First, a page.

We’re left with a question: How and why did the idea of Camp David even enter the equation? American diplomats have been negotiating with the Taliban for months but there was nothing finalized yet by way of a treaty. Normally you’d expect negotiations to keep going, based either in Afghanistan or in some neutral Middle Eastern country like the UAE or Qatar, etc. How did we leap past all that and proceed directly to the “Trump face-to-face with the Taliban” stage? Is it an ego thing? Because it’s usually an ego thing.

WaPo says it’s an ego thing:

Trump was the main person pushing for the Camp David meeting, according to a senior administration official who, like others who discussed the sensitive issue, spoke only on the condition of anonymity. Comparing the initiative to Trump’s personal meeting with North Korean leader Kim Jong Un, and his stated desire to meet with Iranian President Hassan Rouhani, this official said Trump thinks his personal style can persuade anyone, and that he has seen the possibility of a substantial Afghan withdrawal as a major plus for his reelection campaign.

“Mr. Trump did not want the Camp David meeting to be a celebration of the deal,” added the Times. “After staying out of the details of what has been a delicate effort in a complicated region, Mr. Trump wanted to be the dealmaker who would put the final parts together himself, or at least be perceived to be.” Amy Klobuchar said yesterday that she agrees with Trump that it’s time to come home and sign a deal to facilitate that, but added this:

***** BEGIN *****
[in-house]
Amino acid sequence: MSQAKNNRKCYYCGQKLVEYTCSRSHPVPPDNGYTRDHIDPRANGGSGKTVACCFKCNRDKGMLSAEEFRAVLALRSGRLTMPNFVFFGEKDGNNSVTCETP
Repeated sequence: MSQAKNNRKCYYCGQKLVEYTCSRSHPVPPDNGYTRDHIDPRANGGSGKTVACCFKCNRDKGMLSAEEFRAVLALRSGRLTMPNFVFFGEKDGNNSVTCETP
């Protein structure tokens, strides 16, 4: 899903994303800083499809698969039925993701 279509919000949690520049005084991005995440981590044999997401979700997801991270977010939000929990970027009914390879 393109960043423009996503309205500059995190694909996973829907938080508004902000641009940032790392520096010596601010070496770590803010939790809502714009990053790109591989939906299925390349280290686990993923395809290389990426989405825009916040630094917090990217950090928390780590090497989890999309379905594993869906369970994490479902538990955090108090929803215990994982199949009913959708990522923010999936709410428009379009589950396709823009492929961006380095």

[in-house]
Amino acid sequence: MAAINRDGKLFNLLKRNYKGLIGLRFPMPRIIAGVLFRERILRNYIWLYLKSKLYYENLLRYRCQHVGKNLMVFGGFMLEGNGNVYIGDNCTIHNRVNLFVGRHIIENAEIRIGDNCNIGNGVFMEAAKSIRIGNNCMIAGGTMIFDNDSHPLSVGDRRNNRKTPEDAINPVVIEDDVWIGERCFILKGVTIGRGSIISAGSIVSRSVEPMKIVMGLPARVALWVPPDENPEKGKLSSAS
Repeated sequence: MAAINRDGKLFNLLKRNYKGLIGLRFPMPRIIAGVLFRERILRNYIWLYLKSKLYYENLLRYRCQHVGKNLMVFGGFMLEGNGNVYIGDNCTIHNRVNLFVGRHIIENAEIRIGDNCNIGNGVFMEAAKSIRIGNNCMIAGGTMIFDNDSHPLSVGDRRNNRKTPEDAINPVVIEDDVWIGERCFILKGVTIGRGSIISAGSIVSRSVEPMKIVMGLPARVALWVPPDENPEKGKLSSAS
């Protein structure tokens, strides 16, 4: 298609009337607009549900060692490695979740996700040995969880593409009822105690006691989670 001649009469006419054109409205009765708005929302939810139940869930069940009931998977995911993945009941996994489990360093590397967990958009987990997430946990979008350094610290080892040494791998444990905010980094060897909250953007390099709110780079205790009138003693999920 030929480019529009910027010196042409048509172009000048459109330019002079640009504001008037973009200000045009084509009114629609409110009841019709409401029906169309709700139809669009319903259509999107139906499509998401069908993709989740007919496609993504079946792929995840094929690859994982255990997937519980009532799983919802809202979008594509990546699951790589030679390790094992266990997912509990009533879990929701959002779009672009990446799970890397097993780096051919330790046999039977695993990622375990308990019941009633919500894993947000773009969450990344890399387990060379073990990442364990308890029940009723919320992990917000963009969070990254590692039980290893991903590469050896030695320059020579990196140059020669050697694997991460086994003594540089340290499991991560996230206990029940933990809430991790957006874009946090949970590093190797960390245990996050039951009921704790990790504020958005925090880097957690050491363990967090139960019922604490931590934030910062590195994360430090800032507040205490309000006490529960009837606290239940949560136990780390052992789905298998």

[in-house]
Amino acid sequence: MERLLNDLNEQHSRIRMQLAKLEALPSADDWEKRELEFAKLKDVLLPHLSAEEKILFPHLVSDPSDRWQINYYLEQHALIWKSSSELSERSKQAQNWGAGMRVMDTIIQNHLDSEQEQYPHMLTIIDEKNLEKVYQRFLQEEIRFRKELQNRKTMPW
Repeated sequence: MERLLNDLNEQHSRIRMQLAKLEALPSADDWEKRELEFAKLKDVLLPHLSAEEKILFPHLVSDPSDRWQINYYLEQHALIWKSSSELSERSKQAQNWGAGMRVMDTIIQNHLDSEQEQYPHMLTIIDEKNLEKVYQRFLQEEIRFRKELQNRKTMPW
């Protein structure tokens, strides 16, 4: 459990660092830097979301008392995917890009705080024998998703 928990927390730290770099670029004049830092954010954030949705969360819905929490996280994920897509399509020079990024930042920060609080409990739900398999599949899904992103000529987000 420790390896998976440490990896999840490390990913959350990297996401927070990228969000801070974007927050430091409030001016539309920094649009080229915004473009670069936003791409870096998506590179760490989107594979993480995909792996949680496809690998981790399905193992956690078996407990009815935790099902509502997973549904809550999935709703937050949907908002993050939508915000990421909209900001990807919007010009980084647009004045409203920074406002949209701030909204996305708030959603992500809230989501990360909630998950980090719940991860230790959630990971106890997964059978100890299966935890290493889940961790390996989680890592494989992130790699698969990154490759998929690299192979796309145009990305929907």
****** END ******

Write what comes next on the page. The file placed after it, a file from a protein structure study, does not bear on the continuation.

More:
“This isn’t a game show — these are terrorists,” Klobuchar said. “The way he conducts foreign policy — this reminds me exactly of North Korea. He loves the showmanship. He wants to have that moment but then all the details aren’t done, and then we end up in a worse place on the world stage than we were before.”

Certainly true so far with North Korea. Might be true too with the Taliban. Is anyone optimistic for the outcome of a Trump/Rouhani summit over Iran, which seems like a matter of time?

There are two lingering mysteries to this episode. First, why did Trump reveal that the summit had been in the works after canceling it? Why not keep it under wraps? My best guess is that he thought the news would leak eventually anyway, particularly with Bolton and Pompeo at odds lately and eager to tear each other down in the press. Better to break the news himself on Twitter than let the Times or the Post break it via a mega-scoop that upended American politics for a week.

Although, if it had played out that way, Trump would have just said “FAKE NEWS!” and gone about his business, as usual. So why handle it differently this time?

Second, why on earth would he want a personal meeting with the Taliban when everyone understands that they’re going to renege on a peace deal with the United States as soon as we’ve withdrawn? There’s no “peace with honor” outcome on the table here; a treaty with the Taliban is about cutting our losses after 18 years and grimly resigning ourselves to the fact that they’ll rule Afghanistan again in due time. Any other president would want to keep his fingerprints off a deal like that. Instead Trump seems to want a thumbs-up photo op from it that’ll haunt him forever once we hand over the country and the Taliban stabs us in the back. How does he not see that coming?

Here’s Tapper spending 10 minutes asking and re-asking the same question: “Really? These people at Camp David?”